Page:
The Minimum Wage and Ballot Initiatives

Progressives are united on the need to raise the minimum wage. It's been almost a decade since the last hike and it's unrealistic to think that anyone could survive or raise a family on $5.15/hr. Yet, House Republicans are refusing to allow a vote on increasing the minimum wage to $7.25/hr over two years. They must have exhausted the energy they devote to legislating in their attempt to pass another pay raise for members of congress - whose pay has jumped by $31,600 since the last increase in the minimum wage.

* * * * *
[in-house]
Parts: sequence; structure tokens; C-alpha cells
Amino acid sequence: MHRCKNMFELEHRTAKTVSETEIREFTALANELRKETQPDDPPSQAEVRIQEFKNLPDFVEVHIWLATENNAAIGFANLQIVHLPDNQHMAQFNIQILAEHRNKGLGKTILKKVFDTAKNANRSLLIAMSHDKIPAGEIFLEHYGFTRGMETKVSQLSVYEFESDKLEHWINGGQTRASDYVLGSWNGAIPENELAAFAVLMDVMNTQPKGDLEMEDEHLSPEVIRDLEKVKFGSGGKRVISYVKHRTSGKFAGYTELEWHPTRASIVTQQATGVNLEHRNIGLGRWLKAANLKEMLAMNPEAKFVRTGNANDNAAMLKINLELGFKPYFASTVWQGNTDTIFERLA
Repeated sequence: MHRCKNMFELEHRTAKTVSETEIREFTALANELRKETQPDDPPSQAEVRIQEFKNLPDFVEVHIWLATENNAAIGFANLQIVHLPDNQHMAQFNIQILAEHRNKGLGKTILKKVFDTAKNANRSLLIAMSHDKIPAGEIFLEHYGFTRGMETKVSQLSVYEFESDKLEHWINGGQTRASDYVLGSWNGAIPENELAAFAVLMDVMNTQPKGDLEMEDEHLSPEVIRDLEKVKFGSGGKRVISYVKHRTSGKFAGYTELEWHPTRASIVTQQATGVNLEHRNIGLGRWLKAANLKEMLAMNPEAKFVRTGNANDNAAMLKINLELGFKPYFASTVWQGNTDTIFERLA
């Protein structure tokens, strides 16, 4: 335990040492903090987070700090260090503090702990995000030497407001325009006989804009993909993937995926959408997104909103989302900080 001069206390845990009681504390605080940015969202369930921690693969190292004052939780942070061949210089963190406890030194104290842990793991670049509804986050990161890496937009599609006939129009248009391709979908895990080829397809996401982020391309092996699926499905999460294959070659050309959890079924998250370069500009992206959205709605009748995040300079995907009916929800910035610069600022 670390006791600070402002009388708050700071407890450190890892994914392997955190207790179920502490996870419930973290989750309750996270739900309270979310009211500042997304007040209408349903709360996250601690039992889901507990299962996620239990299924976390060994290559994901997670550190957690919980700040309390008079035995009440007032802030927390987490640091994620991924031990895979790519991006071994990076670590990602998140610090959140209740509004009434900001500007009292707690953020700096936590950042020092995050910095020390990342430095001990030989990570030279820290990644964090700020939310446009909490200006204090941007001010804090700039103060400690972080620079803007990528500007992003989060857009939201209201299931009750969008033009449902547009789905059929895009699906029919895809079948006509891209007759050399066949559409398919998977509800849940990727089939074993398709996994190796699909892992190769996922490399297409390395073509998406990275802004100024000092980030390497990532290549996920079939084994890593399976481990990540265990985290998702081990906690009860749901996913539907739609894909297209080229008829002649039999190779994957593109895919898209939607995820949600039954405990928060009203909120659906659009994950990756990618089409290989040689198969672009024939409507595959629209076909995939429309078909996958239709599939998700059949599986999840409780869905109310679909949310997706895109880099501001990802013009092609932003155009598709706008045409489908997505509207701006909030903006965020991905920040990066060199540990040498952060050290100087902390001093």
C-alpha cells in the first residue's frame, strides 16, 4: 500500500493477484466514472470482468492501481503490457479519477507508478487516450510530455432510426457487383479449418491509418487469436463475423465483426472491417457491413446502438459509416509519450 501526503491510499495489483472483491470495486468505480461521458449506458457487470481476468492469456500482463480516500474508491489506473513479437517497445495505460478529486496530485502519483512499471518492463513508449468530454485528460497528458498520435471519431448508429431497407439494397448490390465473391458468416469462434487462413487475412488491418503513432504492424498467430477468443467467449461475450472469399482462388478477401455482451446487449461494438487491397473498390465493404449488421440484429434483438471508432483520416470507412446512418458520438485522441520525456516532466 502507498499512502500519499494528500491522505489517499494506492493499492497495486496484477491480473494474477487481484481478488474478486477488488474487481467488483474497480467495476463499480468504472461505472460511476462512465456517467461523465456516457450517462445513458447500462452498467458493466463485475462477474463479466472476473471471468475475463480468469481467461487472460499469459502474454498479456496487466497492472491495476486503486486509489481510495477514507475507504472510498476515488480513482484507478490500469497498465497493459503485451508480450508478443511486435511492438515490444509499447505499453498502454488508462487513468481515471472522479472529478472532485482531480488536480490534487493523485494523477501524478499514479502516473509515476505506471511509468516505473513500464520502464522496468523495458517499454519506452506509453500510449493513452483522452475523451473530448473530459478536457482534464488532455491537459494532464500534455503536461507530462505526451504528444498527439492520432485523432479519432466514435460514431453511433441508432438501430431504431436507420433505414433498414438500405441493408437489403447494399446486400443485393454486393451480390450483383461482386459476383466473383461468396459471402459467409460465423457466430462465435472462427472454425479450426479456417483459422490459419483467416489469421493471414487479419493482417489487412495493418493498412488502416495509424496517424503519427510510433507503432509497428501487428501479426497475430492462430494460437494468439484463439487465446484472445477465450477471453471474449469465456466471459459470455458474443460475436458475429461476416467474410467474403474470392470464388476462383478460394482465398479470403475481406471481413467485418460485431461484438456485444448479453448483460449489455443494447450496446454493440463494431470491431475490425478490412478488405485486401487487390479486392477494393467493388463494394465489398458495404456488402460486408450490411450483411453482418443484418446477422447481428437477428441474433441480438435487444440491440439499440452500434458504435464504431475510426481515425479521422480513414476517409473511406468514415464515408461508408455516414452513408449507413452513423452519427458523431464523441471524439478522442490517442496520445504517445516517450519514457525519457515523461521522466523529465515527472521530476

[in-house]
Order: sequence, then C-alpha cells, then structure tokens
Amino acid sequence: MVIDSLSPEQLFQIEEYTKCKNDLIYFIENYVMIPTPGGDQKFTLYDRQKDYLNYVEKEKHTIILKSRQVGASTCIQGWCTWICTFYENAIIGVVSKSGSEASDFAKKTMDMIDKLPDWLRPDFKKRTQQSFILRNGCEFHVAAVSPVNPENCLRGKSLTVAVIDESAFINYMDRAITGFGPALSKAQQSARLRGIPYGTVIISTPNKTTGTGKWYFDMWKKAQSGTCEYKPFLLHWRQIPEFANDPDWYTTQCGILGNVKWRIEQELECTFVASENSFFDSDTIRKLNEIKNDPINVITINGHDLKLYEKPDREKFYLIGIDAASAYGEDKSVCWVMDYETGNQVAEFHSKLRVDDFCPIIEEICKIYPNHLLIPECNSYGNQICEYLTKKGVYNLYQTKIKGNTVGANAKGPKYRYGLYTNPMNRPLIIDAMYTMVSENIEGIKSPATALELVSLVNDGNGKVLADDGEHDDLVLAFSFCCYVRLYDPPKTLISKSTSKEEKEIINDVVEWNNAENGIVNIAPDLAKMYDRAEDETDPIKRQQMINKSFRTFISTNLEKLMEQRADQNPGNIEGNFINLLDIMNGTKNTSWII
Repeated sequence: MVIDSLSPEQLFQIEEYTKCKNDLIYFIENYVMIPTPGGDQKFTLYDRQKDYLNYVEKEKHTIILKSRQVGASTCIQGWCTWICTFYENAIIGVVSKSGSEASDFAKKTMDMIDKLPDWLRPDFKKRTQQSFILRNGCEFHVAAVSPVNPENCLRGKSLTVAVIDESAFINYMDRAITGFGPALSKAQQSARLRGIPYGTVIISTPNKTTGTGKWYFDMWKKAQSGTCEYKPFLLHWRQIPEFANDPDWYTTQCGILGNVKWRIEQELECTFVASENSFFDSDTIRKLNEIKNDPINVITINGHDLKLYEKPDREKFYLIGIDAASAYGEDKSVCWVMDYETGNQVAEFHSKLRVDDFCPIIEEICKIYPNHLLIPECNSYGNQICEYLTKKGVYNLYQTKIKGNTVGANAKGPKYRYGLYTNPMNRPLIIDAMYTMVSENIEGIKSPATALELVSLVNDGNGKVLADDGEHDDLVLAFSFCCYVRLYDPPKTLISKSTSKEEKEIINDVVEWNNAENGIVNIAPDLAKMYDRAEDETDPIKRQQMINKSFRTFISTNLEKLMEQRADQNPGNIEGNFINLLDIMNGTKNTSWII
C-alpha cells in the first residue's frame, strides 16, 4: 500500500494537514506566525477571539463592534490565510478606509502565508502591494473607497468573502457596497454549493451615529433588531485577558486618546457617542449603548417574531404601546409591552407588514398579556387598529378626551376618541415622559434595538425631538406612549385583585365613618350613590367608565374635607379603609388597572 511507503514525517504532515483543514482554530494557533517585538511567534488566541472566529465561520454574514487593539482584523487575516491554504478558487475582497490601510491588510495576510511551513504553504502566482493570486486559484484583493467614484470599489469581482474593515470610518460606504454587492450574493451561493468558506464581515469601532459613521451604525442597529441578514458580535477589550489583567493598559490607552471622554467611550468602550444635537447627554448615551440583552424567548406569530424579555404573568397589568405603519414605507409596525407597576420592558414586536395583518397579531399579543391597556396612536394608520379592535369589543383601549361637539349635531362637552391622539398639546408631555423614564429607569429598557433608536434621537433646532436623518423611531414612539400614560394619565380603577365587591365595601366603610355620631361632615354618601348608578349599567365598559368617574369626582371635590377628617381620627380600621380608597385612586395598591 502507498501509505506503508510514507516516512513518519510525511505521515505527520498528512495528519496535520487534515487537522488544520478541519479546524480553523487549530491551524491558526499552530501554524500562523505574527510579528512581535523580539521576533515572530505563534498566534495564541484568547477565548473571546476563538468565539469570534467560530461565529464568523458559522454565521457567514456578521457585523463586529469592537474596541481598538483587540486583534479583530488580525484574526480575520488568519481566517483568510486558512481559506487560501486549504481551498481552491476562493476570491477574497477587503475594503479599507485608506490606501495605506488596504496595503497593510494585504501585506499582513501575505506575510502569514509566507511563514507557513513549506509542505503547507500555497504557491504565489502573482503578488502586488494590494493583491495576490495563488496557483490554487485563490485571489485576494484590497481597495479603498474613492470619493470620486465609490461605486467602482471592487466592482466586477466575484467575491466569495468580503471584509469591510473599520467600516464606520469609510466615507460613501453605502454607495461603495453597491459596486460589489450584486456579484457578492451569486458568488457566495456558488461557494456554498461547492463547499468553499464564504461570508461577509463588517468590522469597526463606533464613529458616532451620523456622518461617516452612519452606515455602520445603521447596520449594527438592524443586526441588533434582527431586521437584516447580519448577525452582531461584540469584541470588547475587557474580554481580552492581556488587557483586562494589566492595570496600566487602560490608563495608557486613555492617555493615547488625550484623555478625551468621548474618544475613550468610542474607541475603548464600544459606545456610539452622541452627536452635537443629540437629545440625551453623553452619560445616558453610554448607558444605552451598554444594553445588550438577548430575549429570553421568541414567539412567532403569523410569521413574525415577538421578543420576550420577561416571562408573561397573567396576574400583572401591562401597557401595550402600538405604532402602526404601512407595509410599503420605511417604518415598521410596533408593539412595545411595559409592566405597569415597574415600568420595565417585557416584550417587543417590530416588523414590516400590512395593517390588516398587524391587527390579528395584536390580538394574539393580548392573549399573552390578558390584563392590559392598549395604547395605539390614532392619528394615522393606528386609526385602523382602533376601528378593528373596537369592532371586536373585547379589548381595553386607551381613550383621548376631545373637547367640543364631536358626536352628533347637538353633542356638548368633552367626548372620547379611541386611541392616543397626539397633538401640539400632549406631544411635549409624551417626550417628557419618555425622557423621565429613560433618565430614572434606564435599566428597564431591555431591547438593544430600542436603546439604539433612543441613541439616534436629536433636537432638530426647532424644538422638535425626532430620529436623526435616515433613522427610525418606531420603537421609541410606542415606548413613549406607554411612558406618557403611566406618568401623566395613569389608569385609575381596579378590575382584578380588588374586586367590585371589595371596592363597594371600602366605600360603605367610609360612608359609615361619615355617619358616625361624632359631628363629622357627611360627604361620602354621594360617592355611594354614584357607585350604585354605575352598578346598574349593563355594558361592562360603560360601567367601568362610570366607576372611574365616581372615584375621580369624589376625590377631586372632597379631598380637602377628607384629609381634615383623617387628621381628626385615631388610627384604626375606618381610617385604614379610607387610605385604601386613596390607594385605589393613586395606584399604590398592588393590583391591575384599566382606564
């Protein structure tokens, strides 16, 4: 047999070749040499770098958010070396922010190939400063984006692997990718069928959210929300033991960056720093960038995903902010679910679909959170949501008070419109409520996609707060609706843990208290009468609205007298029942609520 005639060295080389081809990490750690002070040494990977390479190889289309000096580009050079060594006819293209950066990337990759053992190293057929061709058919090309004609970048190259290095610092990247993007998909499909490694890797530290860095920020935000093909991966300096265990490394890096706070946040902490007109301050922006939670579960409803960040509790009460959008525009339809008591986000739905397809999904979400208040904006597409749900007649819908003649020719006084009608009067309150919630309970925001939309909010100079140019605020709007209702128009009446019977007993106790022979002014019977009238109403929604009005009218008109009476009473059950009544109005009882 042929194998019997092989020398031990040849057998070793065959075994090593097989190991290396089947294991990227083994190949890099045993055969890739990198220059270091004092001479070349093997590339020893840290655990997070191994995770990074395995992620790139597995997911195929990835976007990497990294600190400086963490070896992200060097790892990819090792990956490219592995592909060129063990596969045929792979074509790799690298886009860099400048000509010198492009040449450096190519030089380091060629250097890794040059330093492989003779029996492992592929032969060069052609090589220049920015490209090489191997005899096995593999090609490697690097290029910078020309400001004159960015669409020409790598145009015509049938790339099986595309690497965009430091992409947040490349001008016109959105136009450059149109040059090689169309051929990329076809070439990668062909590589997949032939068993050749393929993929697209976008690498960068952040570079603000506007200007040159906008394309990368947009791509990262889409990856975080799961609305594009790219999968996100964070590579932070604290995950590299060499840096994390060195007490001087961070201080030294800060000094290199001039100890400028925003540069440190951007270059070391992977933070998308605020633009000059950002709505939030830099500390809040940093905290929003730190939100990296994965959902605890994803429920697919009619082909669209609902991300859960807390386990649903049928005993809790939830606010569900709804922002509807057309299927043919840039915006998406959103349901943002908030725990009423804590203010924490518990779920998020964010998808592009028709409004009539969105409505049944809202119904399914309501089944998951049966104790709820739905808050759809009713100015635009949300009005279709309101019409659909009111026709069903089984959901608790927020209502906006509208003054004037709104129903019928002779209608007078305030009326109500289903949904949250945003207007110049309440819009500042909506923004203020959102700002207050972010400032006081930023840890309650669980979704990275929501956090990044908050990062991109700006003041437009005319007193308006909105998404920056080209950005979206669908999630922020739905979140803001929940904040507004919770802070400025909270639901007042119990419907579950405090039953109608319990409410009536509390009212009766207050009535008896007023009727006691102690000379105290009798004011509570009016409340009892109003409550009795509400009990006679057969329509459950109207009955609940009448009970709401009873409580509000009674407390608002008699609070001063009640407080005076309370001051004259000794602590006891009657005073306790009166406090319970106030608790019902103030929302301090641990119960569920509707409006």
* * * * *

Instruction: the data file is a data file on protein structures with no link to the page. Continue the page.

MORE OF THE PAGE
In Arizona and Montana, the AFL-CIO and its members are taking matters into their own hands. Activists are collecting signatures in those states to put initiatives on the ballot for a $2.10/hr increase in the minimum wage. Reasonable people may disagree on the proper role of ballot initiatives in our Democracy, but this is an intriguing tactic for two reasons. First, moving towards a living wage is an important policy goal and ballot initiatives offer a way around obstinate Republican leadership in the House. Secondly, anti-gay marriage ballot initiatives drove culturally conservative voters to the polls in 2004; ballot initiatives on the minimum wage may have a similar effect on working families and progressive voters in 2006.


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